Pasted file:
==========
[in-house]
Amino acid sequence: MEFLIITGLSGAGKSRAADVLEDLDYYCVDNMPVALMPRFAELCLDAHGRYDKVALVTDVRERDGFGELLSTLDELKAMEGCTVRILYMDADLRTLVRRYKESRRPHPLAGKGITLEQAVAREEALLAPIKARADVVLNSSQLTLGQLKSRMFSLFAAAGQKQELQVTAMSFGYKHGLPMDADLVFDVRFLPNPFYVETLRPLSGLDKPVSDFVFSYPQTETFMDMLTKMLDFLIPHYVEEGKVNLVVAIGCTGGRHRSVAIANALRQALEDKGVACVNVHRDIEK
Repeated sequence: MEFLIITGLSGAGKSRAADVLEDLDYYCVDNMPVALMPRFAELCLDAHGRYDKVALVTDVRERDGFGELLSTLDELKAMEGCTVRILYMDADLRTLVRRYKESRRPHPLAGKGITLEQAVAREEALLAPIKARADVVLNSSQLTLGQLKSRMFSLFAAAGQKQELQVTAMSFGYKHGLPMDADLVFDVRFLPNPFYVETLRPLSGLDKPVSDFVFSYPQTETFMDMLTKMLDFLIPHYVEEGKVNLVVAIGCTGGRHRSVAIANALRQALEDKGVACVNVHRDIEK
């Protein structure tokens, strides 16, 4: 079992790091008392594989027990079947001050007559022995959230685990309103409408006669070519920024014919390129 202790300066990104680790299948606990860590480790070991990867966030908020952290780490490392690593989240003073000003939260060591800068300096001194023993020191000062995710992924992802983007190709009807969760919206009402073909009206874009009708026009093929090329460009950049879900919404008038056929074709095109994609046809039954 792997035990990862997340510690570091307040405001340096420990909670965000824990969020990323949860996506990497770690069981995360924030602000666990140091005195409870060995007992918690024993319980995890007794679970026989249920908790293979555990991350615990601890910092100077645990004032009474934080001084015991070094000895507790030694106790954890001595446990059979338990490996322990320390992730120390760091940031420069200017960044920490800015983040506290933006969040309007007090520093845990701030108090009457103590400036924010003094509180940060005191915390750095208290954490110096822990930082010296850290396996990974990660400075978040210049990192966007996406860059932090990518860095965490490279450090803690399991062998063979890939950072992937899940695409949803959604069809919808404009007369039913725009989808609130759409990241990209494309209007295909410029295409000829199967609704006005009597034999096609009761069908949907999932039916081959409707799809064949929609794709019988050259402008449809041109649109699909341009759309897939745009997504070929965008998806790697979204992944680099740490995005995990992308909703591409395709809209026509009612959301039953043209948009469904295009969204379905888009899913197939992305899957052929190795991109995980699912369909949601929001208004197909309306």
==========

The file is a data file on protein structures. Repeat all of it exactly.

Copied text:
[in-house]
Amino acid sequence: MEFLIITGLSGAGKSRAADVLEDLDYYCVDNMPVALMPRFAELCLDAHGRYDKVALVTDVRERDGFGELLSTLDELKAMEGCTVRILYMDADLRTLVRRYKESRRPHPLAGKGITLEQAVAREEALLAPIKARADVVLNSSQLTLGQLKSRMFSLFAAAGQKQELQVTAMSFGYKHGLPMDADLVFDVRFLPNPFYVETLRPLSGLDKPVSDFVFSYPQTETFMDMLTKMLDFLIPHYVEEGKVNLVVAIGCTGGRHRSVAIANALRQALEDKGVACVNVHRDIEK
Repeated sequence: MEFLIITGLSGAGKSRAADVLEDLDYYCVDNMPVALMPRFAELCLDAHGRYDKVALVTDVRERDGFGELLSTLDELKAMEGCTVRILYMDADLRTLVRRYKESRRPHPLAGKGITLEQAVAREEALLAPIKARADVVLNSSQLTLGQLKSRMFSLFAAAGQKQELQVTAMSFGYKHGLPMDADLVFDVRFLPNPFYVETLRPLSGLDKPVSDFVFSYPQTETFMDMLTKMLDFLIPHYVEEGKVNLVVAIGCTGGRHRSVAIANALRQALEDKGVACVNVHRDIEK
């Protein structure tokens, strides 16, 4: 079992790091008392594989027990079947001050007559022995959230685990309103409408006669070519920024014919390129 202790300066990104680790299948606990860590480790070991990867966030908020952290780490490392690593989240003073000003939260060591800068300096001194023993020191000062995710992924992802983007190709009807969760919206009402073909009206874009009708026009093929090329460009950049879900919404008038056929074709095109994609046809039954 792997035990990862997340510690570091307040405001340096420990909670965000824990969020990323949860996506990497770690069981995360924030602000666990140091005195409870060995007992918690024993319980995890007794679970026989249920908790293979555990991350615990601890910092100077645990004032009474934080001084015991070094000895507790030694106790954890001595446990059979338990490996322990320390992730120390760091940031420069200017960044920490800015983040506290933006969040309007007090520093845990701030108090009457103590400036924010003094509180940060005191915390750095208290954490110096822990930082010296850290396996990974990660400075978040210049990192966007996406860059932090990518860095965490490279450090803690399991062998063979890939950072992937899940695409949803959604069809919808404009007369039913725009989808609130759409990241990209494309209007295909410029295409000829199967609704006005009597034999096609009761069908949907999932039916081959409707799809064949929609794709019988050259402008449809041109649109699909341009759309897939745009997504070929965008998806790697979204992944680099740490995005995990992308909703591409395709809209026509009612959301039953043209948009469904295009969204379905888009899913197939992305899957052929190795991109995980699912369909949601929001208004197909309306």